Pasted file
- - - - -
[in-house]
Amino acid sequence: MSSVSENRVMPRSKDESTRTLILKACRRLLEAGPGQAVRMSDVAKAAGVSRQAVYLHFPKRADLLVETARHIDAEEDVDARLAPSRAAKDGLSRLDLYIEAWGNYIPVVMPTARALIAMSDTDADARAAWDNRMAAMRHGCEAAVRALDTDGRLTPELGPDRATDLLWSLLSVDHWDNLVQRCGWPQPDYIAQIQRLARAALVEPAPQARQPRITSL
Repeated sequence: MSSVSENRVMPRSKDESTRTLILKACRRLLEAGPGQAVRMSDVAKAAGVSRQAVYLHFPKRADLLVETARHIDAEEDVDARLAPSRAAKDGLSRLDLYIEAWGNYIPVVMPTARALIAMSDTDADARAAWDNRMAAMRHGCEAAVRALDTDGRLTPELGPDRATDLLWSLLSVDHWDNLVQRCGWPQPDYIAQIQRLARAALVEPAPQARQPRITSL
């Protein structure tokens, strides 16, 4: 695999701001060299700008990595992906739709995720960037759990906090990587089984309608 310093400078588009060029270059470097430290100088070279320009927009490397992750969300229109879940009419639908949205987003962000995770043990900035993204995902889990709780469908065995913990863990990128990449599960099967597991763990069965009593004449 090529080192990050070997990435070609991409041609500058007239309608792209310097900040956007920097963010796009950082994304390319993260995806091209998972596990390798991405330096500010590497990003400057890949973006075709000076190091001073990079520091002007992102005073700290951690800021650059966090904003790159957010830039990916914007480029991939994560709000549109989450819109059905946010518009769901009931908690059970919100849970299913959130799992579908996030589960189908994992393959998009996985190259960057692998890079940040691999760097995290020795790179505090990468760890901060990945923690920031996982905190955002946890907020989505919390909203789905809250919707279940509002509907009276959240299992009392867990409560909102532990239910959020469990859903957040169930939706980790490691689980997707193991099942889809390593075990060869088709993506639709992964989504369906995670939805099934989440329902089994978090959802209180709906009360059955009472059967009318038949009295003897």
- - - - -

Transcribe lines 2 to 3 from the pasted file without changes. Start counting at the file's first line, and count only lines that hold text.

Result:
Amino acid sequence: MSSVSENRVMPRSKDESTRTLILKACRRLLEAGPGQAVRMSDVAKAAGVSRQAVYLHFPKRADLLVETARHIDAEEDVDARLAPSRAAKDGLSRLDLYIEAWGNYIPVVMPTARALIAMSDTDADARAAWDNRMAAMRHGCEAAVRALDTDGRLTPELGPDRATDLLWSLLSVDHWDNLVQRCGWPQPDYIAQIQRLARAALVEPAPQARQPRITSL
Repeated sequence: MSSVSENRVMPRSKDESTRTLILKACRRLLEAGPGQAVRMSDVAKAAGVSRQAVYLHFPKRADLLVETARHIDAEEDVDARLAPSRAAKDGLSRLDLYIEAWGNYIPVVMPTARALIAMSDTDADARAAWDNRMAAMRHGCEAAVRALDTDGRLTPELGPDRATDLLWSLLSVDHWDNLVQRCGWPQPDYIAQIQRLARAALVEPAPQARQPRITSL